ENTRIES TAGGED "Ruby"
Learning languages through frameworks
I love frameworks. I love that frameworks like Rails and Bootstrap, in particular, make me more productive: People smarter than I have taken care of several decisions that distract from the typical goals of my web applications. I spend most of my time developing within the friendly confines of such frameworks, in part because I enjoy building—and delivering—applications I can show off to non-programmer friends (or clients, for that matter). They’re just not as impressed when I show them a Hello World app or a completed kata, for some reason.
Of course, there’s a danger here. With out-of-the-box, “omakase” Rails, it’s increasingly possible to create powerful applications with a rich understanding of Rails, but a so-so (or worse) understanding of Ruby itself. A well-done framework hides much of the complexity of a language, so the developer can focus more on the problem domain. But if and when an application’s requirements deviate from those for which a stock Rails installation is suited, a couple of things might happen for the developer who’s not sufficiently grounded in the language. At best, programmer productivity slows considerably. At worst, dirty hacks and kludges start appearing in the code base, and technical debt mounts quickly.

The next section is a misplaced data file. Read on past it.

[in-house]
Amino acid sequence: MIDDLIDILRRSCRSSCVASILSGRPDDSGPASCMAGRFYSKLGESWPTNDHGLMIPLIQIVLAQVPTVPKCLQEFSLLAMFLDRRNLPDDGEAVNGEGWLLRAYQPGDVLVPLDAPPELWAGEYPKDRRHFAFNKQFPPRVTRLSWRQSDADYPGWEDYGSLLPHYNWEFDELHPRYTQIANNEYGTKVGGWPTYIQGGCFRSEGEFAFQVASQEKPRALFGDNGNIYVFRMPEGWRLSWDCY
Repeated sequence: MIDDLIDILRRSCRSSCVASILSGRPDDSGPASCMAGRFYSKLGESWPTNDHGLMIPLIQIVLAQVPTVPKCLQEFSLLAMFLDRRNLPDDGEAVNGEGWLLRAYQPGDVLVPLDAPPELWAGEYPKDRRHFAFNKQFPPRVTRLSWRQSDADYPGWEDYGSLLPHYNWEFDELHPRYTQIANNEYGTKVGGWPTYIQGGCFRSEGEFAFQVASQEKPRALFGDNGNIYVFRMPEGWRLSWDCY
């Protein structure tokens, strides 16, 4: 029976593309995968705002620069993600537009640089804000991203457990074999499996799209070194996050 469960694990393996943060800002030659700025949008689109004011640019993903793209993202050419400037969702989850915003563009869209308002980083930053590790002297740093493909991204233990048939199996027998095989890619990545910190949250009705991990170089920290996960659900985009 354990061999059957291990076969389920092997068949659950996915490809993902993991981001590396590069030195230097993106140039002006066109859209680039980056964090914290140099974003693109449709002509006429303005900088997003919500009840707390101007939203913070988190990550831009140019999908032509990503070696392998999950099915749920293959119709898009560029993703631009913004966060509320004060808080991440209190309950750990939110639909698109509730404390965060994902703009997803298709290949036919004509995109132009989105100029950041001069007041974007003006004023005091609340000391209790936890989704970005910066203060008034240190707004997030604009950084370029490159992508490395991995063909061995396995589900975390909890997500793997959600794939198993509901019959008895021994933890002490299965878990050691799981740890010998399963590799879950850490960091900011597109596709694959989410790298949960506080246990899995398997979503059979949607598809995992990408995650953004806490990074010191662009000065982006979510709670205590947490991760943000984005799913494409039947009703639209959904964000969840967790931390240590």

Tom Stuart's new book will shed light on what you're really doing when you're programming.
It’s great to see that Tom Stuart’s Understanding Computation has made it out. I’ve been excited about this book ever since we signed it.
Understanding Computation started from Tom’s talk Programming with Nothing, which he presented at Ruby Manor in 2011. That talk was a tour-de-force: it showed how to implement a more-or-less complete programming system without using any libraries, methods, classes, objects, or even control structures, assignments, arrays, strings, or numbers. It was, literally, programming with nothing. And it was an eye-opener.
Shortly after I saw the conference video, I talked to Tom to ask if we could do more like this. And amazingly, the answer was “yes.” He was very interested in teaching the theory of computing through Ruby, using similar techniques. What does a program mean? What does it mean for something to be a program? How do we build languages that can handle ever more flexible abstractions? What kinds of problems can’t we solve computationally? It’s all here, and it’s all clearly demonstrated via Ruby code. It’s not code that you’d ever use in a real application (trust me, doing arithmetic without numbers, assignments, and control statements is ridiculously slow). But it is code that will expand your mind and leave you with a much better understanding of what you’re doing when you’re programming.
The Fluent conference co-chairs look ahead.
Peter Cooper and I have tried to capture some of this power in the upcoming Fluent conference, so that attendees can find their ways to the tools that work for them. We also have an online preview coming this Thursday, April 4th.
Java's wild ride, multicore drives functional, and a look at how the usual programming suspects stacked up in 2010.
This year brought confusion and chaos in the Java space, continued growth for functional languages due to the attack of multicore, and the usual popularity for all of the dynamic languages we know and love.